Golden-baked doughy delights from Flour Station
Meat, you can understand. There’s a whole host of reasons why that’s political. Ditto dairy, fish, and anything with a region or country specified in the name. But scones? Those golden-baked, sultana-laced doughy delights?
Foreigners must wonder what on earth the fuss is about. “Why not fight about something proper, like pasta or falafel?” they must wonder. “How can you disagree on anything consumed on an occasion you call ‘afternoon tea’?”
And they’ve got a point. In themselves, written down or even to look at, scones are inoffensive. They’re “simple, and delicious. That’s why they do so well.” Veronica at Flour Station is Swedish, and thus entirely above our national arguments surrounding pronunciation—‘gone’ or ‘bone’?—and cream-then-jam, or jam-then-cream.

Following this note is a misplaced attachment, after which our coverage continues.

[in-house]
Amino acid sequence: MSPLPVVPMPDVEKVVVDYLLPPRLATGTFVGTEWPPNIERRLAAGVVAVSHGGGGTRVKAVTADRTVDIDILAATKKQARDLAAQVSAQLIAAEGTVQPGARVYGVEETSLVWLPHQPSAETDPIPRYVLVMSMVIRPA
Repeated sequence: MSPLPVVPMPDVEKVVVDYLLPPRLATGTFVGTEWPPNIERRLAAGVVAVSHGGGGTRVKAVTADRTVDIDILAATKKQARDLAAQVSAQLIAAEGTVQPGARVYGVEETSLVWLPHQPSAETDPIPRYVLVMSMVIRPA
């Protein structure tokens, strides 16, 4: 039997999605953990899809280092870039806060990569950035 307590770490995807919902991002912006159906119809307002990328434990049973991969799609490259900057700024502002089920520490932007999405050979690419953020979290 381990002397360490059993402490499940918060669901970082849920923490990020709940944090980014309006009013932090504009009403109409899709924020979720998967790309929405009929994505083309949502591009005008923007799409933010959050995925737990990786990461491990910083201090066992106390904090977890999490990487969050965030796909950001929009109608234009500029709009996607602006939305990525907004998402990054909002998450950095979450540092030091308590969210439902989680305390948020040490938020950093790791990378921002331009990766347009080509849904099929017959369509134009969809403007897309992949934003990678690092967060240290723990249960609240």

“I actually toast them,” she grins, causing the sky to turn black and passersby to stop in their tracks in mute outrage. “I’ll toast anything. Being Swedish, I can do strange things to British food.” The less said, the better. Mercifully, she’s in our camp when it comes to putting jam before clotted cream—which she gets from Neal’s Yard Dairy.
“If you’re quite purist, then simply some really good butter, from there or Hook and Sons, is delicious.” Her thinking is that if it’s top dollar, any baked good can thrive on butter alone. We agree—these are heavenly big, bulbous, bronzed, studded with sultanas which burst sweetly through the soft, cosy cakiness—they certainly could.
But they’re still better rhymed with gone, slathered with raspberry jam then smeared with golden-hued clotted cream.